This story, originally published by The Greeneville Sun, appeared Oct. 25, 2017. Copyright 2017 The Greeneville Sun.
A lawsuit filed in June by state prosecutors against Endo Pharmaceuticals Inc., Purdue Pharma L.P., and other makers of prescription painkillers in an effort to curb the regional addiction epidemic was remanded last week back to state court.
The order by U.S. Chief District Judge Thomas A. Varlan counters a request made recently by lawsuit defendants Endo Health Solutions Inc. and Endo Pharmaceuticals Inc., seeking to have the case heard in U.S. District Court.
Varlan remanded the case to state court in response to a motion by state attorneys general filed in reaction to the Endo motion.
The case will be heard in Sullivan County Circuit Court.
Dan Armstrong, district attorney general of the 3rd Judicial District that includes Greene County; 2nd Judicial District Attorney General Barry Staubus, whose district includes Sullivan County; and Tony Clark, 1st Judicial District attorney general in Washington and three surrounding counties, announced the civil lawsuit in June.
Defendants include Endo and other manufacturers, a now-closed Kingsport medical clinic and two private individuals convicted of pill sales.
The civil action was jointly filed by Staubus, Armstrong and Clark. A fourth plaintiff, Baby Doe, through his Guardian Ad Litem, was born addicted to opioids in 2015 at Holston Valley Regional Hospital.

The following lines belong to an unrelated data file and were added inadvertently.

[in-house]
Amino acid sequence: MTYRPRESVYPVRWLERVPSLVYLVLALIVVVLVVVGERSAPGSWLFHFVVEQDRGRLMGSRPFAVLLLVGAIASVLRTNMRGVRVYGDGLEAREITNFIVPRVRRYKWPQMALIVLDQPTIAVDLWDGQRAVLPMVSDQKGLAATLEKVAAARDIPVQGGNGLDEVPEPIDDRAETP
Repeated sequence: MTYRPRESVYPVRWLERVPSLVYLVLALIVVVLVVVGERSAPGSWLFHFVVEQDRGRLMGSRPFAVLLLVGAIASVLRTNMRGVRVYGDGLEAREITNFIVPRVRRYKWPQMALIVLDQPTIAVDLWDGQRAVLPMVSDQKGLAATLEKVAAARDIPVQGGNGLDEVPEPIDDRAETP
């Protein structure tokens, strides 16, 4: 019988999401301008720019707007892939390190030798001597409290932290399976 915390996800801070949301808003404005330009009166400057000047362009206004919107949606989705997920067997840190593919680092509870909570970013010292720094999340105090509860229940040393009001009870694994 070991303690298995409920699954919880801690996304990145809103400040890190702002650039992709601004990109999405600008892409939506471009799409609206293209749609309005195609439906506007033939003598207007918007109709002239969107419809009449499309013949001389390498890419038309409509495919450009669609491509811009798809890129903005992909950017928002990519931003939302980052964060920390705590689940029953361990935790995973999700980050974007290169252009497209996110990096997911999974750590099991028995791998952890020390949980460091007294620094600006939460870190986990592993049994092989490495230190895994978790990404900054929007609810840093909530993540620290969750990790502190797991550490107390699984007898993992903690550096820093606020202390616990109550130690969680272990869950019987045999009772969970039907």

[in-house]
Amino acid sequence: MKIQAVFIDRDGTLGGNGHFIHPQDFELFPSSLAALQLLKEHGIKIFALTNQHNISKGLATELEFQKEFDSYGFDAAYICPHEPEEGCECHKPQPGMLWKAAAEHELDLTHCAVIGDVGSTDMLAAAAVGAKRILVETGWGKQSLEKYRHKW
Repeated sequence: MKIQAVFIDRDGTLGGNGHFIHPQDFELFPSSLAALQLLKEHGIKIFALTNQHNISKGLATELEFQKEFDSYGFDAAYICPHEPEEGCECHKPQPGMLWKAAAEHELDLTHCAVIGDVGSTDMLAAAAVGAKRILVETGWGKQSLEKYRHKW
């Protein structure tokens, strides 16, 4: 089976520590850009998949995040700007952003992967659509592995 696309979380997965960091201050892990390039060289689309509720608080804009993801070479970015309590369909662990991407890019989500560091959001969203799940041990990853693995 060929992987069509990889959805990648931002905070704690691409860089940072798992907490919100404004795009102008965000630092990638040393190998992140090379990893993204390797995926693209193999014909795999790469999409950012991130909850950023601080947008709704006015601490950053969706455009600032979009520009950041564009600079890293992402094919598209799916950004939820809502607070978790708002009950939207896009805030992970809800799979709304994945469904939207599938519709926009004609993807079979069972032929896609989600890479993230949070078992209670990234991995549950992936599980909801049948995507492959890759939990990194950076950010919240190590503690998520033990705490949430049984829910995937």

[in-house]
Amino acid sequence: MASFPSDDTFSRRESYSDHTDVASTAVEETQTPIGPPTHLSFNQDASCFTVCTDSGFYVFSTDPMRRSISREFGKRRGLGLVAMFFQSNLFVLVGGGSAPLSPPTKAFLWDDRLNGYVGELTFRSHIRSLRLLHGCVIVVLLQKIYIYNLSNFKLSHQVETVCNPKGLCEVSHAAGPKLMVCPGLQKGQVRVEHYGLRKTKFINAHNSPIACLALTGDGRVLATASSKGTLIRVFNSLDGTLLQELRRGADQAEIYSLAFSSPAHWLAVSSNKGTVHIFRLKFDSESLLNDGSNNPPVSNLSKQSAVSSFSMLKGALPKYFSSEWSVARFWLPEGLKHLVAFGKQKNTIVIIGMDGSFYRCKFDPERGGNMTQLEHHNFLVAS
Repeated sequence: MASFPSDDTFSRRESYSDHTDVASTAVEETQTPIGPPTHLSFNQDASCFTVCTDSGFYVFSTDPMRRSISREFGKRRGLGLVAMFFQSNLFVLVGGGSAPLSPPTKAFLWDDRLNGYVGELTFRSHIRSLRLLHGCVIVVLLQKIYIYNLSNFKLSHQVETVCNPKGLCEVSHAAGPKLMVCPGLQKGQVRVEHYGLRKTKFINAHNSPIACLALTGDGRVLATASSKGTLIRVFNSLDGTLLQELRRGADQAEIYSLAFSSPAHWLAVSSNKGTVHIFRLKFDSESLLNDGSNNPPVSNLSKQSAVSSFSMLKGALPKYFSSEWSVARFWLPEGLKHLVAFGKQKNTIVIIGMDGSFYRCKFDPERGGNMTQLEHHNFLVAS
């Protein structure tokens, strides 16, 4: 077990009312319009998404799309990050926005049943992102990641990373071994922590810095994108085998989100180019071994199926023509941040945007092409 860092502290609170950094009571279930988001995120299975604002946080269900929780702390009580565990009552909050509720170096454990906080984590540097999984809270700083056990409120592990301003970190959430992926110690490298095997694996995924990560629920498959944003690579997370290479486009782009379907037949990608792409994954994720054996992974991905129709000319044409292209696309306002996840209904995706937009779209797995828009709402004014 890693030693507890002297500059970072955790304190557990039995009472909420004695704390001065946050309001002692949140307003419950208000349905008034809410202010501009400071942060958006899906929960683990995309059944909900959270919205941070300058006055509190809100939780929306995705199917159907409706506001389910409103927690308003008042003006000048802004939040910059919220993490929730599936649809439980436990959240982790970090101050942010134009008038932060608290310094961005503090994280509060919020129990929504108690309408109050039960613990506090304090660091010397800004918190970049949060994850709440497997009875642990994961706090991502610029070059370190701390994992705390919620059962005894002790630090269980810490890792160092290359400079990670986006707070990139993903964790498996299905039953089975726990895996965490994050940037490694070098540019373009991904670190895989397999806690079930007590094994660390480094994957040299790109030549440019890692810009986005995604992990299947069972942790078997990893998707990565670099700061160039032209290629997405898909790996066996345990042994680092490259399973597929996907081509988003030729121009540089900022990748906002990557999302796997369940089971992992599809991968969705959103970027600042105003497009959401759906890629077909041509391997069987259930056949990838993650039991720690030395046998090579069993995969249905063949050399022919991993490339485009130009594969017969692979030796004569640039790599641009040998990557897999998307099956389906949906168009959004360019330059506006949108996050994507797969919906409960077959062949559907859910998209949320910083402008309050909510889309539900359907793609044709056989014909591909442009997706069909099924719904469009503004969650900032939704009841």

The lawsuit maintains that all contribute to the problem. Staubus declared Sullivan County “ground zero” in the opioid epidemic, with devastating effects also felt in surrounding counties, including Greene.
Manufacturer defendants that make millions of dollars in profits on the sale of opioid pills have the resources to guarantee a lengthy legal battle. Plaintiffs acknowledge the lawsuit may take years to resolve.
Varlan’s Oct. 20 order setting the venue in Sullivan County Circuit Court is a victory for plaintiffs in the case, Armstrong said this week.
“Judge Varlan ruled to send it back to state court, which is where we wanted it, so we’re very pleased with that result,” Armstrong said.
The lawsuit was initiated June 13 in Sullivan County Circuit Court. Plaintiffs allege the manufacturer defendants “created a fraudulent scheme to grow the prescription opioid market by misleading doctors and the public about the addictive nature of opioids,” according to court documents.
Manufacturer defendants such as Endo “are citizens of states or a foreign state other than Tennessee,” Varlan’s memorandum of opinion adds.
On July 27, the defendants filed a notice of removal, claiming “diversity jurisdiction” as the basis of removal to federal jurisdiction. Plaintiffs filed a motion in response to keep the case in state court.
Under certain conditions, a defendant may have a case removed to federal court after it is filed in state court. A case brought in a state court can be removed to federal court “(if) the district courts have original jurisdiction,” the court order states.
Varlan noted that federal courts have “limited original jurisdiction.”
“A presumption against federal jurisdiction exists, and federal courts must carefully guard against against the temptation to expand beyond the jurisdictional bounds established by Congress.”